Post 18 Options

Where to start?

There are lots of options to choose from at 18 which can be quite confusing for young people. Opportunities are changing as the labour market continues to change at a rapid pace due to technological advances, globalisation and the affects of environmental change.

University is still a way into certain professions and can be a more desirable option for those of a more academic nature who want to study for a certain discipline for the love of a subject. However, Apprenticeships are being continually developed as an exciting alternative route which offers added benefits to many school leavers.

Some young people may be unsure of what they want to do and may prefer to take some time out to explore their options and gain some life experience before deciding. Whilst others may know exactly what they want to do and jump straight into the world of work to start their career.

The most important thing is that young people explore all of their options and decide on the most appropriate pathway that is suitable for their strengths and interests as this will provide the foundation to begin to build a successful life and career.

UCAS (the applications service for university and some apprenticeships) has provided this useful template to help your decision-making about whether you would like to go to university, go to work or start an apprenticeship.

Watch the short video clip below for help with your Post 18 Options.


University may be a good choice for a number of reasons; you may want the ‘University life” and live semi-independently, make new friends with similar interests, move away from home and develop life skills, broaden your skills and experience by joining clubs and societies. These are all examples of what University can offer.

You may have a love for a certain subject and really want to study it at a higher level to learn everything there is to know about it. If this is the case, University may be a good choice.

It may be that you want to pursue a certain profession that is only accessible by going to university. Whilst many career paths have been opened up by the Apprenticeship route, there are certain careers that are currently only accessible via a university (or widely accessible). For example, this includes medicine, veterinary medicine and architecture.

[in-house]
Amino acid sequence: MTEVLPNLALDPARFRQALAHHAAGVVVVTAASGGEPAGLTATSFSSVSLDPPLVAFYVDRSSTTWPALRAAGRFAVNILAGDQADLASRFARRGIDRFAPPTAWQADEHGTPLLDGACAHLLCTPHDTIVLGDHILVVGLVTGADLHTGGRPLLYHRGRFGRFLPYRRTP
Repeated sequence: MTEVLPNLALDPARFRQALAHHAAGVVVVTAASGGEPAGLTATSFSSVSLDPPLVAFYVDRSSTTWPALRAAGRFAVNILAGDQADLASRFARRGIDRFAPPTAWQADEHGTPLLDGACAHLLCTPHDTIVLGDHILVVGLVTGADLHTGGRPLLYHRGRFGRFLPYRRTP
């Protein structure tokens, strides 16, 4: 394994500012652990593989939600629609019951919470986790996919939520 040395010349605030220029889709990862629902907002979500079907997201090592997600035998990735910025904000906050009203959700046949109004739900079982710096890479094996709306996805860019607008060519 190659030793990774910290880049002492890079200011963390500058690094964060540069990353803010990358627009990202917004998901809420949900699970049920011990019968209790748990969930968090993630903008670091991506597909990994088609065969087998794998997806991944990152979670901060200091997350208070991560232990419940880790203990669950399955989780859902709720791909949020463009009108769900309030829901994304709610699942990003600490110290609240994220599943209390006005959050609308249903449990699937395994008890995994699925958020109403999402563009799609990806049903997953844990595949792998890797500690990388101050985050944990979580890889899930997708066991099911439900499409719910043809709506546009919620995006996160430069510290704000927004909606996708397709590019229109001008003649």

Apprenticeships involve working for an employer in a specific role while being trained to do the job by experienced staff, in a combination of on the job and off the job training at a college or training provider (this must be at least 20% of the apprenticeship). This may be a desirable option for young people who know the career they would like to pursue and would like to gain further qualifications whilst developing relevant skills and experience.

Recent developments in the Apprenticeship pathway mean that they are now a route into high skilled professions such as engineering, law, science and nursing for example.

Young people who have already gained a Level 3 qualification may consider going on to an Advanced, Higher or Degree Level Apprenticeship depending on their current qualifications and career aspirations:

Advanced/Level 3 (equivalent to A Level) – usually requires 5 GCSEs at Grade 4 and above

Higher/Level 4-5 (equivalent to Foundation Degree) – usually requires L3 or A Levels

Degree/Level 6-7 (equivalent to University Degree) – usually requires 3 A Levels or similar

For more information follow the link below or click on the poster and animation.



Vocational Qualifications

There are many vocational options young people can pursue at age 18 including NVQs, Higher National Certificates or Higher National Diplomas which can be studied part-time alongside employment or in the workplace.

The option to study for a vocational qualification is often offered by employers to enable employees to improve their theoretical understanding of their work.

This may be a desirable option for young people who want to begin their career and continue with their learning in the workplace.

Gap Year

If you are unsure what you want to do, a gap year could be a good option. It can give you the chance to develop your self-awareness by gaining a better understanding of your values, strengths and qualities and this may help you decide what you may want to do, whether that be work, further study, or a mixture of both.

A gap year could involve a job to develop some skills and experience, work experience either at home or abroad, a volunteering placement or an opportunity to travel. This can give you a chance to build some life experience through meeting new people and gaining exposure to new cultures and environments.

Watch the video from Moj Taylor at PUSH for some useful advice if you are considering a Gap Year. For more useful videos from PUSH

Parent and Student Guide

For more information and support please follow the links below to access the Careers and Enterprise Parent and Student Guide.

CEC Parent Guide

CEC Student Guide